Wake Up and Ball LLC v. Sony Music Entertainment Incorporated et al

Filing 65

ORDER denying 35 Motion to Dismiss for Lack of Jurisdiction; denying 35 Motion to Dismiss for Failure to State a Claim; denying 51 Motion to Dismiss. Parties may conduct jurisdictional discovery between now and October 2, 2015. Signed by Judge David G Campbell on 8/13/2015.(TCA)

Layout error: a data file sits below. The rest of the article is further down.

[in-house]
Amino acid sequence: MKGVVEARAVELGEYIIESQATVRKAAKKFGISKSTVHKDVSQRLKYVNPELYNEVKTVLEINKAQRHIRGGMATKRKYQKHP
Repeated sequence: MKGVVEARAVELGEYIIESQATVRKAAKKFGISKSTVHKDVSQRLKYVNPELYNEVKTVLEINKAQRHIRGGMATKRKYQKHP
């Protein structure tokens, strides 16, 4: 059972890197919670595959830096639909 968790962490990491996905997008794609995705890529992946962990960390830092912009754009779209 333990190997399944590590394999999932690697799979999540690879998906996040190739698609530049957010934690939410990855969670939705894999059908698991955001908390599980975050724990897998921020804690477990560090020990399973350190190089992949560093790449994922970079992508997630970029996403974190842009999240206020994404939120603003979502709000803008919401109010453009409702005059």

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1 WO 2 3 4 5 6 IN THE UNITED STATES DISTRICT COURT 7 FOR THE DISTRICT OF ARIZONA 8 9 Wake Up and Ball LLC, Plaintiff, 10 11 ORDER v. 12 No. CV-14-02403-PHX-DGC Sony Music Entertainment Incorporated, et al., 13 Defendants. 14 15 16 Defendant Sony Music Entertainment (“Sony”) has filed a motion to dismiss for 17 lack of personal jurisdiction, improper venue, and failure to state a claim. Doc. 35. 18 Defendants Deepfreeze Entertainment, LLC (“Deepfreeze”) and Robert Carr have also 19 filed a motion to dismiss for failure to state a claim. Doc. 51. The motions are fully 20 briefed. The Court will deny the motions, but allow jurisdictional discovery so that the 21 personal jurisdiction issues may be addressed in a more complete factual context.1 22 I. Background. 23 Plaintiff Wake Up and Ball, LLC (“Wake Up”) is an Arizona limited liability 24 company with its principal place of business in Maricopa County, Arizona. Doc. 25, ¶ 1. 25 Wake Up’s business model is based on the discovery, production, and distribution of hip- 26 hop musicians and sound recordings. Id., ¶ 17. Alonzo Harris and Kareem Rogers 27 1 28 The request for oral argument is denied because the issues have been fully briefed and oral argument will not aid the Court’s decision. See Fed. R. Civ. P. 78(b); Partridge v. Reich, 141 F.3d 920, 926 (9th Cir. 1998). 1 formed Wake Up on December 9, 2013. Id., ¶¶ 16, 31. Felipe Delgado was a former 2 principal member of Wake Up, but left in October 2014. Id., ¶ 16. 3 According to Wake Up, Delgado approached hip-hop artist Robert Carr (a.k.a. 4 “Judge da Boss”) after Carr recorded the composition “Judge da Boss, Hell Yeah” in 5 October 2013. Id., ¶¶ 18, 20. Delgado allegedly discussed with Carr the possibility of 6 Wake Up financing a music video for the Hell Yeah composition. Id., ¶ 20. Wake Up 7 alleges that Carr “verbally indicated” that he would sign a recording contract if Wake Up 8 financed the production of the music video. Id., ¶ 27. Harris and Delgado then met with 9 music video producer Irin Daniels, whom Harris subsequently hired to produce the Hell 10 Yeah video. Id., ¶¶ 21-24. Harris provided Daniels with $4,000, and video production 11 began on January 4, 2014. Id., ¶¶ 25, 32. On February 16, 2014, Daniels finished 12 production of the video. Id., ¶ 35. Wake Up alleges that Daniels maintained complete 13 creative control of the video, a fact Carr understood and never disputed. Id., ¶¶ 28, 29, 14 39-44. In April 2014, Daniels assigned his copyright in the video to Wake Up. Id., ¶ 50. 15 Wake Up claims that on February 7, 2014, Harris had his attorney draft a 16 recording contract for Carr to sign, and that throughout February and March the two 17 parties exchanged several drafts and met many times. 18 negotiations, Harris expressed his desire to own both the lyrics and beat to the Hell Yeah 19 composition, and Carr verbally indicated that he owned the rights to the lyrics and beat 20 and was free to sign a recording contract with Wake Up. Id., ¶¶ 47, 48. In March, Harris 21 learned that Marshae Green had obtained the rights to the lyrics and beat of the Hell Yeah 22 composition. 23 Defendant Deepfreeze, an Arizona company with its principal place of business in 24 Glendale, as his managing company. Id., ¶¶ 3, 53. Deepfreeze expressed its desire to 25 purchase rights to the Hell Yeah video from Wake Up, and the two parties negotiated 26 over the sale price but did not reach an agreement. Id., ¶¶ 54-56. Id., ¶ 49. Id., ¶¶ 45, 46. During the Green later notified Wake Up that Carr had signed with 27 On May 8, 2014, Harris learned that Carr had signed with Defendant Sony, a 28 Delaware corporation with its principal place of business in New York. Id., ¶¶ 2, 59. On -2- 1 August 9, the Hell Yeah video was published on YouTube, apparently by Delgado on 2 behalf of Wake Up. Id., ¶ 62. Wake Up claims that Sony caused the video to be 3 removed from YouTube the same day. Id., ¶ 63. Wake Up further claims that on 4 September 21, 2014, Sony published the video on several websites and online services, 5 including MTV and iTunes. Id., ¶ 64. Wake Up applied for and obtained a copyright 6 registration for the Hell Yeah video effective September 29, 2014. Id., ¶ 68. It claims 7 that it provided notice to Sony of its infringement of Wake Up’s copyright, but that Sony 8 disregarded the notification. Id., ¶¶ 14, 15. The video has remained publically available 9 ever since. Id., ¶ 64. 10 Wake Up filed suit against Sony, Deepfreeze, and Robert Carr. Wake Up seeks 11 relief for copyright infringement against Sony and Deepfreeze, and seeks declaratory 12 judgment as to its copyright ownership. Additionally, Wake Up has pled a claim for 13 fraud and misrepresentation against Carr. Id., ¶¶ 80-88. 14 II. 15 16 Sony’s Motion to Dismiss. A. Personal Jurisdiction. 1. Legal Standard. 17 “Federal courts ordinarily follow state law in determining the bounds of their 18 jurisdiction over persons.” Daimler AG v. Bauman, 134 S. Ct. 746, 753 (2014). Arizona 19 has authorized its courts to exercise jurisdiction to the maximum extent permitted by the 20 Due Process Clause of the Constitution. See Ariz. R. Civ. P. 4.2(a). Under the Due 21 Process Clause, a federal district court may exercise jurisdiction over a person who is not 22 physically present within the territorial jurisdiction of the court. Walden v. Fiore, 134 S. 23 Ct. 1115, 1121 (2014). The nonresident generally must have certain minimum contacts 24 with the forum so that the maintenance of the suit does not offend traditional notions of 25 fair play and substantial justice. Int’l Shoe Co. v. Washington, 326 U.S. 310, 316 (1945). 26 In this circuit, specific jurisdiction exists only if: (1) the defendant purposefully 27 availed himself of the privileges of conducting activities in the forum, thereby invoking 28 the benefits and protections of its laws, or purposely directed conduct at the forum that -3- 1 had effects in the forum; (2) the claim arises out of the defendant’s forum-related 2 activities; and (3) the exercise of jurisdiction comports with fair play and substantial 3 justice – in other words, it is reasonable. In re W. States Wholesale Natural Gas Antitrust 4 Litig., 715 F.3d 716, 741-42 (9th Cir. 2013). In tort cases, the inquiry under the first part 5 is whether a defendant purposefully directed his activities at the forum state. Yahoo! Inc. 6 v. La Ligue Contre Le Racisme Et L’Antisemitisme, 433 F.3d 1199, 1206 (9th Cir. 2006). 7 This requirement, sometimes referred to as the “effects test,” “requires that the defendant 8 allegedly have (1) committed an intentional act, (2) expressly aimed at the forum state, 9 (3) causing harm that the defendant knows is likely to be suffered in the forum state.” 10 Schwarzenegger v. Fred Martin Motor Co., 374 F.3d 797, 803 (9th Cir. 2004) (quoting 11 Dole Food Co. v. Watts, 303 F.3d 1104, 1111 (9th Cir. 2002) (citing Calder v. Jones, 465 12 U.S. 783 (1984))). 13 The effects test does not “‘stand for the broad proposition that a foreign act with 14 foreseeable effects in the forum state always gives rise to specific jurisdiction.’” Wash. 15 Shoe Co. v. A-Z Sporting Goods Inc., 704 F.3d 668, 675 (9th Cir. 2012) (quoting 16 Bancroft & Masters, Inc. v. Augusta Nat’l Inc., 223 F.3d 1082, 1087 (9th Cir. 2000)). 17 Nor does the effects test mean that specific jurisdiction may be based solely on a 18 defendant’s knowledge that the subject of his tortious activity resides in a particular state. 19 See Walden, 134 S. Ct. at 1125. The Court must always focus on the “‘relationship 20 among the defendant, the forum, and the litigation’ [which] is the essential foundation of 21 in personam jurisdiction.” Helicopteros Nacionales de Colombia, S.A. v. Hall, 466 U.S. 22 408, 414 (1984) (quoting Shaffer v. Heitner, 433 U.S. 186, 204 (1977)). “The proper 23 question is not where the plaintiff experienced a particular injury or effect but whether 24 the defendant’s conduct connects him to the forum in a meaningful way.” Walden, 134 25 S. Ct. at 1125. 26 “When a defendant moves to dismiss for lack of personal jurisdiction, the plaintiff 27 bears the burden of demonstrating that the court has jurisdiction over the defendant.” 28 Pebble Beach Co. v. Caddy, 453 F.3d 1151, 1154 (9th Cir. 2006). “Where, as here, the -4- 1 defendant’s motion is based on written materials rather than an evidentiary hearing, the 2 plaintiff need only make a prima facie showing of jurisdictional facts to withstand the 3 motion to dismiss.” Mavrix Photo, Inc. v. Brand Techs., Inc., 647 F.3d 1218, 1223 (9th 4 Cir. 2011). 5 credibility or disputed questions of fact with regard to jurisdiction, the district court has 6 the discretion to take evidence at a preliminary hearing in order to resolve the contested 7 issues.” Data Disc, Inc. v. Sys. Tech. Assocs., Inc, 557 F.2d 1280, 1285 (9th Cir. 1977). 8 Discovery may be granted where “pertinent facts bearing on the question of jurisdiction 9 are controverted or where a more satisfactory showing of the facts is necessary.” Id. at 10 1285, n.1. 11 12 “[When] the pleadings and other submitted materials raise issues of 2. Analysis. Wake Up must first show that Sony purposefully directed its infringing activity at 13 Arizona. 14 expressly aimed at the forum state, causing harm that the defendant knows is likely to be 15 suffered in the forum state. Schwarzenegger, 374 F.3d at 803. Sony does not dispute that 16 the first requirement is satisfied – Sony acted intentionally when it published the Hell 17 Yeah music video on a number of publically available websites. Doc. 35 at 14, 15. The 18 Court will address the other two requirements. 19 To do so, Wake Up must show that Sony committed an intentional act, a. Express Aiming. 20 Wake Up must make a prima facie showing that Sony expressly aimed the 21 publishing of the music video at Arizona. This requires “‘something more’ than mere 22 foreseeability.” Schwarzenegger, 374 F.3d at 805. The Ninth Circuit considers a number 23 of factors, including the “interactivity of the defendant’s website,” “the geographic scope 24 of the defendant’s commercial ambitions,” and “whether the defendant ‘individually 25 targeted’ a plaintiff known to be a forum resident.” Mavrix, 647 F.3d at 1229. 26 Wake Up argues that several facts show something more than mere foreseeability. 27 Wake Up alleges that “Sony intentionally uploaded and published Wake Up’s 28 copyrighted work to various online and worldwide websites available within the state of -5- 1 Arizona with the intent that the work be viewed by third parties, including Arizona 2 residents.” Doc. 25, ¶ 10. Wake Up explains that its copyright claim arises directly from 3 Sony’s publishing of Wake Up’s copyrighted video to publically accessible websites 4 available in Arizona. Id., ¶ 11. Wake Up further alleges that Sony, through its dealings 5 and negotiations with Arizona residents Deepfreeze and Carr, and by obtaining copies of 6 Wake Up’s copyrighted work and publishing it on worldwide websites available in 7 Arizona, knew or should have known that its actions would harm Arizona residents. Id., 8 ¶ 13. Wake Up also argues that “Sony negotiated with an Arizona company for the 9 recording services of an Arizona artist . . . , [acquiring] possession of the [music video] 10 and purportedly the right to exploit it.” Doc. 54 at 13. Wake Up further argues that Sony 11 published the video in Arizona and “promoted its artist in Arizona, in a manner targeted 12 at Arizona” in order to reach Arizona consumers. Id. 13 Alonzo Harris, a member of Wake Up, states in his declaration that the 14 “agreement between Carr, Deepfreeze and Sony required Sony to market and promote 15 Carr.” Doc. 54-1, ¶ 18. Harris was aware of a number of Arizona performances by Carr 16 after he signed with Sony including a Hell Yeah music video release party where the 17 music video was allegedly shown and an “‘Arizona Take Over Tour’ promoted by Sony’s 18 ‘Louder than Life’ brand.” 19 document these and other Phoenix-area “Judge da Boss” events. Doc. 54-1. Id. Wake Up has provided a number of exhibits that 20 Deepfreeze, Carr, and Sony also entered into an April 20, 2014 “Recording 21 Agreement.” Doc. 35-3. Section 9, titled “Brand Equity,” requires Carr to pay Sony a 22 certain percentage of all gross revenues in connection with certain activities, including 23 “touring and other live performance engagements” and “the use of [Carr’s] name, 24 likeness and/or logos on websites[.]” Id. at 6. An August 25, 2014 amendment to the 25 agreement identifies the Hell Yeah music video as “Existing Materials” and requires Sony 26 to pay Deepfreeze a “video advance” as “reimbursement for costs incurred by 27 [Deepfreeze] in connection with the Existing Materials.” Id. at 15. The amendment 28 requires the Hell Yeah music video to be characterized as “works made for hire” for -6- 1 Sony, id., which, according to the recording agreement, would grant Sony ownership of 2 the music video in perpetuity and would give it the exclusive right to use and exploit the 3 music video in any format and by any method, see id. at 2-3. The recording agreement 4 and its amendment indicate that Sony has a vested contractual interest in both Carr’s live 5 performance engagements and in exploitation of the Hell Yeah music video. 6 Standing alone, the fact that Sony negotiated with an Arizona company regarding 7 an Arizona-based artist would not be enough to establish express aiming at Arizona under 8 post-Walden minimum contacts analysis. See Burger King Corp. v. Rudzewicz¸ 471 U.S. 9 462, 478 (1985) (holding that a contract with an out-of-state party cannot alone establish 10 sufficient minimum contacts in that party’s home forum). Nor would the fact that Sony 11 placed the Hell Yeah video on publically available websites accessible in Arizona be 12 sufficient. See Brayton Purcell LLP v. Recordon & Recordon, 606 F.3d 1124, 1129 (9th 13 Cir. 2010) (“[M]aintenance of a passive website alone cannot satisfy the express aiming 14 prong”).2 But if Sony promoted a Hell Yeah music video release party in Arizona at 15 which Wake Up’s music video was shown, Sony expressly aimed its copyright 16 infringement at Arizona. Moreover, promotion of live performances in Arizona would 17 tend to show the “something more” required for express aiming under the Calder effects 18 test, especially when Sony is entitled to a percentage of Carr’s revenue from live 19 performances.3 20 2 21 22 23 24 25 26 27 28 In Mavrix, the Ninth Circuit applied a purposeful direction analysis to the contacts that a celebrity website established with the state of California when it published copyrighted celebrity photos. 647 F.3d at 1228-1232. In finding sufficient contacts for personal jurisdiction, the circuit found “most salient” the fact that the website featured advertisements that directly targeted Californians. Id. at 1230. Here, the publication of the Hell Yeah music video did not include forum-specific advertisements. 3 Wake Up argues that any actions of Deepfreeze and Carr related to publishing the video are imputable to Sony because they acted as Sony’s agents. Doc. 54 at 13, n.6. Wake Up cites section 2(f) of the Recording Agreement and Amendment, Doc. 35-3, which states that Sony has the exclusive right to use Carr’s existing recordings. Wake Up argues that this means that any use of Carr’s music or the video should be imputed to Sony. Doc. 54 at 13, n.6. The Court finds that section 2(f), by itself, is insufficient to establish agency, as it does not contractually identify Deepfreeze as Sony’s agent. Section 2(f) only establishes Sony’s exclusive right to use Carr’s recordings, and does not causally link Deepfreeze and Carr’s actions to Sony’s authority. Wake Up cites Myers v. Bennett Law Offices, 238 F.3d 1068, 1073 (9th Cir. 2001), in which an employee’s -7- 1 Sony disputes the facts that Wake Up asserts in its claim of purposeful direction. 2 Sony denies that it promoted or paid for Carr’s performances at events in Arizona. 3 Doc. 62 at 10. Joanne Madhere, Director of Product/Label Management at RED, a 4 subsidiary of Sony, submitted a declaration with Sony’s reply brief. Doc. 62-2. She 5 clearly states: 6 9 Sony, including its label, Louder than Life, and RED did not make any payments to any venue or promoter in Arizona for any of the events in Arizona listed in [Wake Up’s] exhibits. . . . Rather, [her] understanding is that Deepfreeze Entertainment arranged for those events. Sony . . . did not make any payments to Deepfreeze Entertainment for the purpose of sponsoring any of those events. . . . 10 Id., ¶ 4. Sony also denies that it demanded that YouTube remove the Hell Yeah video 11 posted by Wake Up in August 2014. Madhere states that “to [her] knowledge Sony did 12 not issue a take-down notice to YouTube or otherwise cause the music video to be 13 removed or blocked.” Doc. 35-1, ¶ 11. 7 8 14 Given this dispute of facts, the Court concludes that the parties should be 15 permitted to conduct jurisdictional discovery related to purposeful direction before the 16 Court makes a final decision on personal jurisdiction. 17 discovery is described at the end of this order. 18 b. The limited nature of that Knowledge of Arizona Harm. 19 Wake Up must also make a prima facie showing that Sony knew it was causing 20 harm likely to be suffered in Arizona. This “element is satisfied when defendant’s 21 intentional act has ‘foreseeable effects’ in the forum” and can even be established if “the 22 bulk of the harm occurs outside of the forum.” Brayton, 606 F.3d at 1131. 23 /// 24 Wake Up alleges that it placed the Hell Yeah video on YouTube on August 9, 25 2014, and that Sony “caused YouTube to remove or block the video” the same day. 26 Doc. 25, ¶¶ 62, 63. Wake Up argues that upon viewing the video and demanding that 27 28 actions were imputed to his employer, but section 2(f) does not establish an employment relationship. -8- 1 Wake Up take it down, Sony “knew that its infringing conduct would damage Wake Up 2 in Arizona.” 3 Doc. 54-1, ¶ 17. He states that he was contacted by Marshae Green, “on behalf of 4 Deepfreeze, who demanded that the [v]ideo be removed from the internet [because] Sony 5 discovered the [v]ideo and was demanding that it be taken down.” Id. Doc. 54 at 14. Alonzo Harris’s declaration supports this argument. 6 Evidence that Sony took steps to get the video taken down, whether directly or 7 through Deepfreeze, would suggest that Sony was aware of, or should have been aware 8 of, a potential copyright dispute involving Arizona entities. Harm to an Arizona entity 9 through Sony’s copyright infringement would be foreseeable. Because these facts are 10 also disputed, they too may be the subject of the jurisdictional discovery described at the 11 end of this order.4 12 B. 13 The Ninth Circuit interprets 28 U.S.C. § 1400(a) “to allow venue in any judicial 14 district where . . . the defendant would be subject to personal jurisdiction.” Brayton, 606 15 F.3d at 1126. 16 copyright action does as well. As this issue will turn on whether Sony is subject to 17 personal jurisdiction here, and discovery is needed on that issue, it does not provide an 18 independent basis for dismissal and the Court will deny Sony’s venue motion. 19 C. 20 Improper Venue. Thus, if personal jurisdiction exists in Arizona, then venue for this Failure to State a Claim. 1. Legal Standard. 21 When analyzing a complaint for failure to state a claim for relief under Rule 22 12(b)(6), the well-pled factual allegations are taken as true and construed in the light 23 24 25 26 27 28 4 Wake Up also alleges that it provided Sony with notice that it was infringing Wake Up’s copyright. Doc. 25, ¶ 14. Wake Up alleges that Sony disregarded this notice and continued its infringing behavior. Id., ¶ 15. It appears, however, that the notice was provided only one day before this lawsuit was filed. Given that Sony’s alleged infringing activity began on September 21, 2014 when it published a version of the Hell Yeah video to publically available websites, Doc. 25, ¶ 64, the Court is not convinced that a letter sent to Sony one day before Wake Up filed suit in Arizona gave Sony sufficient notice that its activity was likely causing harm in Arizona. -9- 1 most favorable to the nonmoving party. Cousins v. Lockyer, 568 F.3d 1063, 1067 (9th 2 Cir. 2009). Legal conclusions couched as factual allegations are not entitled to the 3 assumption of truth, Ashcroft v. Iqbal, 556 U.S. 662, 680 (2009), and therefore are 4 insufficient to defeat a motion to dismiss for failure to state a claim, Nat’l Ass’n for the 5 Advancement of Psychoanalysis v. Cal. Bd. Of Psychology, 228 F.3d 1043, 1049 (9th Cir. 6 2000). To avoid a Rule 12(b)(6) dismissal, the complaint must plead enough facts to 7 state a claim for relief that is plausible on its face. Bell Atl. Corp. v. Twombly, 550 U.S. 8 544, 570 (2007). This plausibility standard “is not akin to a ‘probability requirement,’ 9 but it asks for more than a sheer possibility that a defendant has acted unlawfully.” Iqbal, 10 556 U.S. at 678 (quoting Twombly, 550 U.S. at 556). “[W]here the well-pleaded facts do 11 not permit the court to infer more than the mere possibility of misconduct, the complaint 12 has alleged B but it has not ‘show[n]’ B ‘that the pleader is entitled to relief.’” Id. at 679 13 (quoting Fed. R. Civ. P. 8(a)(2)). 14 15 2. Analysis. a. Prima Facie Case of Copyright Infringement. 16 “To establish infringement, two elements must be proven: (1) ownership of a 17 valid copyright, and (2) copying of constituent elements of the work that are original.” 18 Feist Publ’ns., Inc. v. Rural Tel. Serv. Co., Inc., 499 U.S. 340, 361 (1991). A copyright 19 registration is “prima facie evidence of the validity of the copyright and the facts stated in 20 the certificate.” 17 U.S.C. § 410(c). In Exhibit A to its complaint, Wake Up provides its 21 Certificate of Registration for the work “Judge Da Boss Hell Yeah (Video).” Doc. 25-1. 22 Irin Daniels is listed as the author of the video, and the sole copyright claimant is Wake 23 Up. Id. Wake Up alleges that “Sony intentionally uploaded and published Wake Up’s 24 copyrighted work to various online and worldwide websites available within the state of 25 Arizona.” Doc. 25, ¶ 10. Wake Up denies ever assigning or licensing any rights to the 26 Hell Yeah music Video to Deepfreeze, Carr or Sony. Id., ¶ 65. Wake Up has pled a 27 prima facie case of copyright infringement. 28 b. Joint Work. - 10 - 1 Sony does not address Wake Up’s registration of its copyright. Instead, Sony 2 alleges that the Hell Yeah music video was a joint work and therefore Sony’s publishing 3 of the video constitutes a valid use by a joint owner of a copyrighted work.5 Doc. 35 at 4 12. The Copyright Act defines a joint work as a “work prepared by two or more authors 5 with the intention that their contributions be merged into inseparable or interdependent 6 parts of a unitary whole.” 17 U.S.C. § 101. The Ninth Circuit “requires each author to 7 make an independently copyrightable contribution” to a joint work. Ashton-Tate Corp. v. 8 Ross, 916 F.2d 516, 521 (9th Cir. 1990). “Authorship is required under the statutory 9 definition of a joint work [and] is not the same thing as making a valuable and 10 copyrightable contribution.” Aalmuhammed v. Lee, 202 F.3d 1227, 1232 (9th Cir. 2000). 11 The Ninth Circuit uses a three-factor test for determining joint authorship: (1) an 12 author “superintends the work by exercising control;” (2) “putative coauthors [must] 13 make objective manifestations of a shared intent to be coauthors;” and (3) “the audience 14 appeal of the work must turn on both contributions” such that “the share of each in its 15 success cannot be appraised.” Id. at 1235; see Richlin v. Metro-Goldwyn-Mayer Pictures, 16 Inc., 531 F.3d 962, 968 (9th Cir. 2008). Taking Wake Up’s well-pled factual allegations 17 as true, the Court concludes that Wake Up has sufficiently alleged that Irin Daniels was 18 the sole author of the Hell Yeah music video and that the video is not a joint work. Wake 19 Up alleges that Daniels had “complete creative and supervisory control and authority” 20 over the entire production of the video. Doc. 25, ¶¶ 32, 36. Wake Up also alleges that 21 Carr did not contribute to or control “any aspect of the lighting, set design, choreography, 22 wardrobe, and editing” of the video, and did not have “any directorial, creative, or 23 editorial control in the production process.” Id., ¶ 39.6 24 5 25 26 Authors of a joint work are co-owners of the copyright in the work, 17 U.S.C. § 201(a), and co-owners are not liable to each other for infringement of the copyright, Oddo v. Ries, 743 F.2d 630, 632-33 (9th Cir. 1984 ). 6 27 28 Sony refers to Wake Up’s allegations regarding Daniels’ control over the video as conclusory. Doc. 35 at 21. Specifically, Sony argues that Wake Up has not alleged that Carr did not control his own performance. However, even if Carr did have complete control over his own performance, that would not by itself provide evidence of coauthorship. Authorship is different from “making a valuable and copyrightable - 11 - 1 Furthermore, Wake Up alleges that none of the parties objectively manifested an 2 intent for Carr to be treated as a co-author of the video. Id., ¶¶ 28, 29, 39, 43, 44. Nor 3 did he refer to himself as a co-author of the video, present himself as a co-author of the 4 video, or act as the co-author of the video. These allegations are sufficient to establish, at 5 the pleading stage, that Daniels and Carr did not objectively manifest their shared intent 6 to be co-authors.7 7 8 Wake Up sufficiently alleges that the music video was not a joint work. Sony’s arguments will be relevant at later stages of the litigation. 9 c. License. 10 Sony argues that Wake Up provided Carr with a non-exclusive license to use the 11 Hell Yeah video and that this is a complete defense to copyright infringement claims. 12 Doc. 35 at 16-17. The Copyright Act states that the copyright owner of an “audiovisual 13 work” has the “exclusive rights to copy, distribute or display the copyrighted work 14 publically,” and requires any transfer of ownership to be executed in a signed writing. 15 Effects Assoc., Inc. v. Cohen, 908 F.2d 555, 556 (9th Cir. 1990) (citing 17 U.S.C. §§ 106, 16 204). A narrow exception from § 204’s writing requirement is provided for nonexclusive 17 licenses. Id. at 558. “Generally, a ‘copyright owner who grants a nonexclusive license to 18 use his copyrighted material waives his right to sue the licensee for copyright 19 infringement.’” Sun Microsystems, Inc. v. Microsoft Corp., 188 F.3d 1115, 1121 (9th 20 Cir. 1999) (quoting Graham v. James, 144 F.3d 229, 236 (2d Cir. 1998)). 21 “A non-exclusive license [may be] implied from conduct.” Effects, 908 F.2d at 22 558 (quoting 3 M. Nimmer & D. Nimmer, Nimmer on Copyright § 10.03[A], at 10–36 23 (1989)). “[A]n implied license is granted when ‘(1) a person (the licensee) requests the 24 25 26 27 28 contribution.” Aalmuhammed, 202 F.3d at 1232. 7 Sony presents a number of arguments that it claims show that Wake Up’s intent was for Carr to be a co-author: (1) the music video was produced as a promotional tool for Carr, (2) the music video begins with “Judge” and Hell Yeah, and only references Daniels once, and (3) Carr was not paid to perform in the video. These arguments may prove relevant at the summary judgment stage, but at this stage the Court must take Wake Up’s allegations as true. - 12 - 1 creation of a work, (2) the creator (the licensor) makes that particular work and delivers it 2 to the licensee who requested it, and (3) the licensor intends that the licensee-requestor 3 copy and distribute his work.’” Asset Marketing Sys., Inc. v. Gagnon, 542 F.3d 748, 754- 4 55 (9th Cir. 2008) (quoting I.A.E., Inc. v. Shaver, 74 F.3d 768, 776 (7th Cir. 1996)). The 5 Court finds that Wake Up’s pleadings are sufficient to demonstrate that it did not grant a 6 non-exclusive license to Carr to use and distribute the Hell Yeah music video. 7 To grant an implied license, the licensor must intend for the licensee to use the 8 license to copy and distribute his copyrighted material. Wake Up alleges that it never 9 assigned or licensed any rights to the Hell Yeah music video to Carr, Deepfreeze or Sony. 10 Doc. 25, ¶ 65. Sony counters that the video was produced in order to promote Carr’s 11 music, that “the only reasonable inference” from the fact that Sony ended up with the 12 video is that it was delivered to Sony via Carr and/or Deepfreeze, and that this delivery 13 “is a strong objective manifestation of consent to its use.” Doc. 35 at 24. But the Court 14 must accept Wake Up’s allegations as true and draw reasonable inferences in its favor. 15 Sony is making factual arguments that are not relevant in assessing the sufficiency of 16 Wake Up’s claim. Wake Up has sufficiently pled that it did not license, expressly or 17 impliedly, Carr, Deepfreeze, or Sony to copy or distribute the Hell Yeah music video. 18 III. Deepfreeze and Carr’s Motion to Dismiss.8 19 A. 20 Defendants Deepfreeze and Carr (collectively “Defendants”) move to dismiss 21 Wake Up’s claim of copyright infringement against Deepfreeze and its claim of Fraud 22 against Carr. Doc. 51. Defendants argue that Wake Up has “failed to prove that Carr and 23 Deepfreeze . . . were not in fact co-authors of the video,” and that Wake Up “failed to Failure to State a Claim. 24 25 26 27 28 8 Counsel for Wake Up is reminded to comply with LRCiv 7.1 regarding forms of papers. Specifically, counsel should review LRCiv 7.1(b)(1), which states that “[t]he body of all documents shall be typed double-spaced and shall not exceed 28 lines per page; they shall not be single-spaced except for footnotes and indented quotations.” Also, Wake Up argues that Deepfreeze and Carr’s motion to dismiss is subject to being summarily denied for Deepfreeze and Carr’s failure to confer with Wake Up prior to filing the motion. Doc. 59 at 2. The Court will not impose such a sanction for one incident, but counsel for Defendants is reminded to comply with Court orders. - 13 - 1 2 meet its burden to plead facts in support of the elements of fraud.” Doc. 51 at 5. 1. Copyright Infringement. 3 As discussed above, Wake Up has established a prima facie case of copyright 4 infringement. Defendants argue that (1) Carr maintained an ownership interest in the use 5 and exploitation of his image, his musical composition, and his sound recordings and 6 never assigned ownership of these interests to Wake Up, and (2) Carr and Deepfreeze 7 “jointly participated in co-authorship and creative input in the production and making of 8 the video produced by Irin Daniels.” Id. at 2, 3. 9 Defendants’ first argument fails to rebut Wake Up’s prima facie case of copyright 10 ownership. Wake Up’s allegations concerning the filming of the music video suggest 11 that Carr willingly participated in the filming and never made any objections to the use of 12 his image or his composition. Doc. 25, ¶¶ 20-44. Lawful use of Carr’s image and his 13 musical composition is a factual dispute. At the pleading stage, the Court is required to 14 construe allegations in the light most favorable to the non-moving party. Cousins, 568 15 F.3d at 1067. 16 participation in the music video are sufficient to survive Defendants’ argument. The Court thus finds that Wake Up’s pleadings regarding Carr’s 17 Defendants’ second argument is that Carr and Deepfreeze are co-authors of the 18 Hell Yeah music video. The Court rejects this argument at the pleading stage for reasons 19 discussed above. 20 2. Fraud Claims. 21 Defendants argue that Wake Up has failed to plead its fraud claims against Carr 22 with the particularity required under Rule 9(b). “In alleging fraud or mistake, a party 23 must state with particularity the circumstances constituting fraud or mistake. Malice, 24 intent, knowledge, and other conditions of a person’s mind may be alleged generally.” 25 Id. Under this rule, Wake Up must “state the time, place, and specific content of the false 26 representations as well as the identities of the parties to the misrepresentation.” Schreiber 27 Dist. Co. v. Serv-Well Furniture Co., Inc., 806 F.2d 1393, 1401 (9th Cir. 1986). Such 28 detail allows Carr to “prepare an adequate answer from the allegations.” Id. at 1400. - 14 - 1 Wake Up’s complaint includes sufficient detail. See Doc. 25. Wake Up describes 2 the content of Carr’s alleged fraudulent misrepresentations and the identities of the 3 relevant parties: 4 Carr represented to Harris that Carr owned the rights to the musical beat in the Hell Yeah composition and that he was free to sign with Wake Up as an exclusive recording artist and composer. . . . Despite his representation to Harris, Carr had already signed an exclusive recording agreement with Sony that included the use of the Hell Yeah composition. . . . Carr knew that his representation was [false]. . . . Carr intended to use his false representation to induce Harris to fund and produce the Hell Yeah Video so that he could provide it so Sony. 5 6 7 8 9 Id., ¶¶ 81, 82, 84, 85. Although Wake Up does not include specific dates for each 10 communication (id., ¶¶ 20, 22, 25, 27, 28, 30), the alleged statements fall between 11 October 2013, the month that Carr allegedly recorded the Hell Yeah composition, and 12 December 9, 2013, the date that Harris allegedly formed Wake Up (id., ¶¶ 18, 31). These 13 allegations sufficiently identify the alleged fraud for Carr to respond. 14 /// 15 /// 16 /// 17 /// 18 /// 19 /// 20 /// 21 /// 22 /// 23 /// 24 /// 25 /// 26 /// 27 /// 28 - 15 - 1 IT IS ORDERED: 2 1. 3 Defendant Sony’s motion to dismiss for lack of personal jurisdiction and improper venue (Doc. 35) is denied. 4 2. Defendants Deepfreeze and Carr’s motion to dismiss (Doc. 51) is denied. 5 3. The parties may conduct jurisdictional discovery between now and 6 October 2, 2015. Each side will be allowed three depositions, not to exceed 7 three hours each, and ten Rule 34 document requests, including subparts.9 8 On October 9, 2015, the parties shall file simultaneous 10-page memoranda 9 addressing personal jurisdiction over Sony in light of the jurisdictional 10 discovery. 11 12 Dated this 13th day of August, 2015. 13 14 15 16 17 18 19 20 21 22 23 24 25 26 27 28 9 The parties shall serve their jurisdictional Rule 34 requests within 10 days of this order, and responsive documents shall be produced within 20 days of service. The depositions and Rule 34 requests shall not count against the limits in the Court’s Case Management Order (Doc. 50). - 16 -